Tuilagi ran out with the more familiar No12 on his back unlike last week cameo as a false No14 but he sadly didn’t hang around too long. His heavily strapped right leg was a bit of a giveaway that there might be an issue and he limped out of the contest after expertly diving in at the corner to score the game’s opening points. What England lost in physicality was made up for, though, by Malins’ breezy nonchalance. He was integral in the move for his team’s second try and looked dangerous every time he got on the ball and then make two try-saving interventions in the second half, tacking Cobus Reinach and holding Kwagga Smith up over the line.  

The leading England try-scorer in the Jones era fashionably looked the part with his mo’ but his hands weren’t as attractive at times. He made some good yardage in traffic in the lead up to the Tuilagi try but two fumbles allowed the Springboks some breathing space, his second error costing three penalty points. Redeemed himself with an important carry in the Steward score and showed improved hands when tidily dealing the next Willie le Roux kick ahead. Faded in the second as the action was elsewhere, but helped keep England calm going down the finishing stretch. 


The biggest game of his fledgling Test career started enterprisingly with excellent spatial awareness identifying the opportunity for Slade to enjoy the assist for the scoring Tuilagi. Was happy to continue orchestrating through the pass rather than attack the line himself. Three out of three off the tee in the first half was solid. The second half was quite the cauldron with England under the pump but he brilliantly kept his composure. It was his kick that led to the yellow-carded Kolisi error and he then bravely competed for the ball that forced the fail from Frans Steyn that the youngster the winning kick.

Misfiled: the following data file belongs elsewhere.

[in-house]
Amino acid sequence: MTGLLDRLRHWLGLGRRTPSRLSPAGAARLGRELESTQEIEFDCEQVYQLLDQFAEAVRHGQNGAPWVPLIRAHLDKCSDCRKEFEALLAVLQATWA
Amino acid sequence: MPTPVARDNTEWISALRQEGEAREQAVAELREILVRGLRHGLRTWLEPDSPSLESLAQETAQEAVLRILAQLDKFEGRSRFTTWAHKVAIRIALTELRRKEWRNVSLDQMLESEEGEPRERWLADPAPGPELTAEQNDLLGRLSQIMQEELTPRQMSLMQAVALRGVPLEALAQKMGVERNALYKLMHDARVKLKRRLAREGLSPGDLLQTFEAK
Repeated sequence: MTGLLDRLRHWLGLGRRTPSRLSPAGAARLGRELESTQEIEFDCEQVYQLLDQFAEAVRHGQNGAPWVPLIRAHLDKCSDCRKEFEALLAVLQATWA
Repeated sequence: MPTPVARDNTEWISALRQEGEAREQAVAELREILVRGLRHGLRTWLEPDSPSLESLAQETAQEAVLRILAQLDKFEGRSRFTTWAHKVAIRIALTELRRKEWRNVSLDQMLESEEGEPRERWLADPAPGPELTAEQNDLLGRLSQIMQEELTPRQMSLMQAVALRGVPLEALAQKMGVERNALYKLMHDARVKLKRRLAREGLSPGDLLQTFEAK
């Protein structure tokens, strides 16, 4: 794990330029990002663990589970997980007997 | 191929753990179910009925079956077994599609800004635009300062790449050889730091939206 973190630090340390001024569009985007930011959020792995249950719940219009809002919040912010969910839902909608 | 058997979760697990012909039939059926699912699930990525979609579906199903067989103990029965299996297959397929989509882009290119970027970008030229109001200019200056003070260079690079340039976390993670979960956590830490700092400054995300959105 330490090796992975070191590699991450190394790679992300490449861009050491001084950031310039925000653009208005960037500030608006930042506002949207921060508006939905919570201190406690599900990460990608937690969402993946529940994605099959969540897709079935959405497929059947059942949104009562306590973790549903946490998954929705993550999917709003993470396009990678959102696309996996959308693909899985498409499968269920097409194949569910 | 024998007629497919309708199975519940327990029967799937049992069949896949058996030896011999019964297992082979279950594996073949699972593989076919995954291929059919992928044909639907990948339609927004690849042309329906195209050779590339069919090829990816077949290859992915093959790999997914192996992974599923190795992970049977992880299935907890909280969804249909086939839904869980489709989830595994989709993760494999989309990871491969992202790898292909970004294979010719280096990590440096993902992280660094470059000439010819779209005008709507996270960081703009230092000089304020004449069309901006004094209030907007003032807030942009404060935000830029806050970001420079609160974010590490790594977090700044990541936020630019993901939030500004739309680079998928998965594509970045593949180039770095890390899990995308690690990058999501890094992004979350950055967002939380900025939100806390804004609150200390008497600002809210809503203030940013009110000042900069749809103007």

The centurion Test half-back lives for these sorts of occasions but there was one annoying kick out on the full and a curious choice to kick away possession that allowed the Springboks to end the first half on their terms just five points down rather than his team have a final attack. Had passed well but gave way for Quirke on 50 minutes in a bold early move by Jones as there were no other backs then left on the bench. Quirke was smashing, his try a joyous joy.

Emerged unscathed in his debut last weekend but this was another level altogether, a jump into a much deeper end. Would have had his confidence soaring winning a penalty on a Springboks feed eleven minutes, Trevor Nyakane getting done. It was his determined tackle that then gave Smith the penalty kick for 17-6 on 24 minutes. Was driven back in a dominant Ox Nche tackle eleven minutes later and was off on 48 minutes for Joe Marler. Left with his head held high as the problems that emerged at the scrum were on the other side.